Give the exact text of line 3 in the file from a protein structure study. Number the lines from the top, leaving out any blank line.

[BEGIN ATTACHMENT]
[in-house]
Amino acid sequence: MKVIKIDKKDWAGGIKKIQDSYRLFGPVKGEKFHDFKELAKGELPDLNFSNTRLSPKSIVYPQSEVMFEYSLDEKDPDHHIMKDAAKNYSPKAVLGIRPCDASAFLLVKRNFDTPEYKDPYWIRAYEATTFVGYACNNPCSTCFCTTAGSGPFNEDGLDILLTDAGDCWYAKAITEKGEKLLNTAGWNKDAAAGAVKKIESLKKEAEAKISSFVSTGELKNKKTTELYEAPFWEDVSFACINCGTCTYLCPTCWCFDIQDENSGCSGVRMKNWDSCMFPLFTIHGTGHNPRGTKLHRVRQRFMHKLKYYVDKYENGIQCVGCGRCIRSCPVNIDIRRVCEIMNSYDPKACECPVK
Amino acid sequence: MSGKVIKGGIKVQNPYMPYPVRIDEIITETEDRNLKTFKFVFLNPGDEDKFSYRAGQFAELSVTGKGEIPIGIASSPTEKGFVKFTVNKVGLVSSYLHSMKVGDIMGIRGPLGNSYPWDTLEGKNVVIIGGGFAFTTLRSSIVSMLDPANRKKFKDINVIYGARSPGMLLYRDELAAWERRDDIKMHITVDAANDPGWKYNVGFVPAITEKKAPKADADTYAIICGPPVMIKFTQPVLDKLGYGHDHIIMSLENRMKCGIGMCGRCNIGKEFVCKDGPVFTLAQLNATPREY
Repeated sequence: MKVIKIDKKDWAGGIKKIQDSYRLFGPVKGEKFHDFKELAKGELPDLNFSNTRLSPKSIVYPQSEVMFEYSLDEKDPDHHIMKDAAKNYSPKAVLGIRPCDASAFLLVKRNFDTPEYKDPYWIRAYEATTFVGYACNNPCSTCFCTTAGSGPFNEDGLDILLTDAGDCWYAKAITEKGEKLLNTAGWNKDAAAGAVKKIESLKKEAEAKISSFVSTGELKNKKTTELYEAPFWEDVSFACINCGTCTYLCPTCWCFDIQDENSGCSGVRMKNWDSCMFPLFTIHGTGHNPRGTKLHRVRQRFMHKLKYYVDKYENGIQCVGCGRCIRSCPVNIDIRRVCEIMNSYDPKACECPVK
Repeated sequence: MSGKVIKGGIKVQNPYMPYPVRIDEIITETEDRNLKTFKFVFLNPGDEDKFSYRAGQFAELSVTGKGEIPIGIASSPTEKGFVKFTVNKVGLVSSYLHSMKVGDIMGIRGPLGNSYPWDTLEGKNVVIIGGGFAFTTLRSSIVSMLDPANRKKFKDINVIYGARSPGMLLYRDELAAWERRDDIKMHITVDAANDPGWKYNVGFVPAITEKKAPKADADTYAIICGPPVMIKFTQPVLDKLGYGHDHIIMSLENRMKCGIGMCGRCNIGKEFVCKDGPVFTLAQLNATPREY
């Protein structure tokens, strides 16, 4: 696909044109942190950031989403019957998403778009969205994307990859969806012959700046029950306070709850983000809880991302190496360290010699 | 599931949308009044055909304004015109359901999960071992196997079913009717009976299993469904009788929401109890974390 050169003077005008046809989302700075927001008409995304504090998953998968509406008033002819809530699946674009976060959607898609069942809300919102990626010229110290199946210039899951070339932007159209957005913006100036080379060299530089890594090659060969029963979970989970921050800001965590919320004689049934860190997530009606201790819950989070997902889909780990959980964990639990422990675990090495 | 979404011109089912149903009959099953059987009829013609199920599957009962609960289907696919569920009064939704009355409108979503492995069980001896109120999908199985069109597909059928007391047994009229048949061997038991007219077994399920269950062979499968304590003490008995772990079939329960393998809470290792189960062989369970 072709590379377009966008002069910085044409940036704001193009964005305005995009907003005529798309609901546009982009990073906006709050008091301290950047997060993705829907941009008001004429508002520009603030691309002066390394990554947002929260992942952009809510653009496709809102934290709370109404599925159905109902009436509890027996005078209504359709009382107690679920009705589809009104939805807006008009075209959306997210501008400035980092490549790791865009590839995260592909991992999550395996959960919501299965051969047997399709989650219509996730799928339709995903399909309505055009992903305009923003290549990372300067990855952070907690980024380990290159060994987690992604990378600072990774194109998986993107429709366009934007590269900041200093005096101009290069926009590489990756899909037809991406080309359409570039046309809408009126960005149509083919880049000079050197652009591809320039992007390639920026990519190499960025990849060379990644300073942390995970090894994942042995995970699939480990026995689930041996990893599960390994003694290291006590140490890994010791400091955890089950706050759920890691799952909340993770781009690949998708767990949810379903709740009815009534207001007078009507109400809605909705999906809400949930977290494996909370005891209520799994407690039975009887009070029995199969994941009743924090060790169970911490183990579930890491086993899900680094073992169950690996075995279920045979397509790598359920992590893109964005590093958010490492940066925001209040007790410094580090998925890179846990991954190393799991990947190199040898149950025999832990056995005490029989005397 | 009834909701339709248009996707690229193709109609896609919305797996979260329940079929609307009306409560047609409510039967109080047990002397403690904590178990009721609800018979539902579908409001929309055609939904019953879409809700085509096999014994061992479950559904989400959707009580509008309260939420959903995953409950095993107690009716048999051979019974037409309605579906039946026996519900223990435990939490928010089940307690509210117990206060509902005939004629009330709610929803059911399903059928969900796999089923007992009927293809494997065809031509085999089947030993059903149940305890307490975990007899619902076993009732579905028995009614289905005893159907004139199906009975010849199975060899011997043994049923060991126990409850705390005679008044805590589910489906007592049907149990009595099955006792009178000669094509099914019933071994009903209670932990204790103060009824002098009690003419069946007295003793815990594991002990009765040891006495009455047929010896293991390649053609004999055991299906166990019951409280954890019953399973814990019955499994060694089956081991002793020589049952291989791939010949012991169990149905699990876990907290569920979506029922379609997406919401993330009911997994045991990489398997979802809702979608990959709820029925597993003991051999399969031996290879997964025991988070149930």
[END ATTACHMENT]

Amino acid sequence: MSGKVIKGGIKVQNPYMPYPVRIDEIITETEDRNLKTFKFVFLNPGDEDKFSYRAGQFAELSVTGKGEIPIGIASSPTEKGFVKFTVNKVGLVSSYLHSMKVGDIMGIRGPLGNSYPWDTLEGKNVVIIGGGFAFTTLRSSIVSMLDPANRKKFKDINVIYGARSPGMLLYRDELAAWERRDDIKMHITVDAANDPGWKYNVGFVPAITEKKAPKADADTYAIICGPPVMIKFTQPVLDKLGYGHDHIIMSLENRMKCGIGMCGRCNIGKEFVCKDGPVFTLAQLNATPREY